This is not an advertisement. It is a testimonial. Among the wonderful things about the Netherlands is its coffee. Particularly in restaurants, the coffee actually has flavor. Sorry, Americans, but most of you wouldn’t know a decent cup of coffee if it slid down your throat. Yes, that’s harsh, but very, very true. Coffee in most American restaurants is brown water weaker than herbal tea. If I want a good cup of coffee here, I have to brew it myself or go to a Greek or Turkish restaurant. Even espresso, which is the strong coffee drinker’s best bet, is almost always lacking, and not just in Montana.
The nice thing about Dutch coffee in restaurants or even in bars is that it comes to you strong, and is accompanied by some sort of cookie or biscuit or chocolate. You have to pay for a refill, but mostly you drink your single cup and move on to the next place expecting a similar experience. When they serve espresso they accompany the cup with a short glass of water to serve as a chaser in case you are overwhelmed by the strength. And yet – the espresso I had in Amsterdam, in den Haag, in Arnhem, and in Ootmarsum did not warrant the polite chaser.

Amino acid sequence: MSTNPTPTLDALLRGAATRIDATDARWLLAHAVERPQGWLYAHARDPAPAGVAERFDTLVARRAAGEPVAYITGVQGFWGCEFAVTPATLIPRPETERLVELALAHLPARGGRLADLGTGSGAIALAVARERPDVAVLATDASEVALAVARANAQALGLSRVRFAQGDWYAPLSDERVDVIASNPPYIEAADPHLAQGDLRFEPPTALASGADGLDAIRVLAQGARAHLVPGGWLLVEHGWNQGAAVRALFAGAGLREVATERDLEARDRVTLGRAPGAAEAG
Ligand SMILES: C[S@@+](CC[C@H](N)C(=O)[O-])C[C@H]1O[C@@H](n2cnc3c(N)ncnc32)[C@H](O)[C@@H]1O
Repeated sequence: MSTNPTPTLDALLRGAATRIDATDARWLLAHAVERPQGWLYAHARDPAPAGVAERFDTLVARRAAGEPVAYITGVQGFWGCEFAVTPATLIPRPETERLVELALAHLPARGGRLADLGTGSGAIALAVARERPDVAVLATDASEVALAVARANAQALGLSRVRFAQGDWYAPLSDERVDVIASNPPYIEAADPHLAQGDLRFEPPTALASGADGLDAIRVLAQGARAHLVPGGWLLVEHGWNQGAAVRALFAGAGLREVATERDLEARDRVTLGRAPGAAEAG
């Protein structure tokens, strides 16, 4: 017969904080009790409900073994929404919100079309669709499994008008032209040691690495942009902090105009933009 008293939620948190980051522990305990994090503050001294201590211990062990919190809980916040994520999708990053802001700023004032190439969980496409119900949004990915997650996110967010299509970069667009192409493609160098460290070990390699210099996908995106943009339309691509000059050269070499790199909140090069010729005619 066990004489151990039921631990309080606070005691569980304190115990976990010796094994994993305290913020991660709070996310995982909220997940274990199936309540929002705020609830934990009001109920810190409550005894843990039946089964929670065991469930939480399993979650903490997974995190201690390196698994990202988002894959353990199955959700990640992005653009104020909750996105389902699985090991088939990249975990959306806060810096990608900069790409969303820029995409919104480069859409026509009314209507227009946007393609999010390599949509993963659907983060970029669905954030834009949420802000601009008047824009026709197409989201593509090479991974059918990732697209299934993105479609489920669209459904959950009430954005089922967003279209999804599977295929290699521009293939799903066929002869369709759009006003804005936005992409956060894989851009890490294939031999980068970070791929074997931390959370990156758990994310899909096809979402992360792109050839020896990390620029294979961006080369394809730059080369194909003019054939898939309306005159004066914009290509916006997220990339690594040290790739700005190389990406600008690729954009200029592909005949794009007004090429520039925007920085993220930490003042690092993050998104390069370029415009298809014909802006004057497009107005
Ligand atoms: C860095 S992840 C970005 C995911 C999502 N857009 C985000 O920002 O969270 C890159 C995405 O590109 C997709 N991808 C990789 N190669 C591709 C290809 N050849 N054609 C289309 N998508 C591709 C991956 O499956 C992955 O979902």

In fact, the standard by which I now judge espresso was set for me right here in Lakeside. Like I said, this is not an ad. Over the past few months we have gotten to know and come to really like a young couple trying to make a go of a small coffee shop slash café right here, called cleverly Glacier Perks. The relationship is growing, and we really hope they can stumble through the winter. They should – they make wonderful baked goods and incredible sandwiches, and, literally now, the best espresso on two continents. Both Ashley and Miah are marvels with the espresso machine, bringing out consistently rich, strong and flavorful double shots daily. Nothing I tasted in Holland came close. Last year, an Italian visiting the area was so excited to find “a real cup of coffee” in America that he tweeted the information gleefully, for all to see.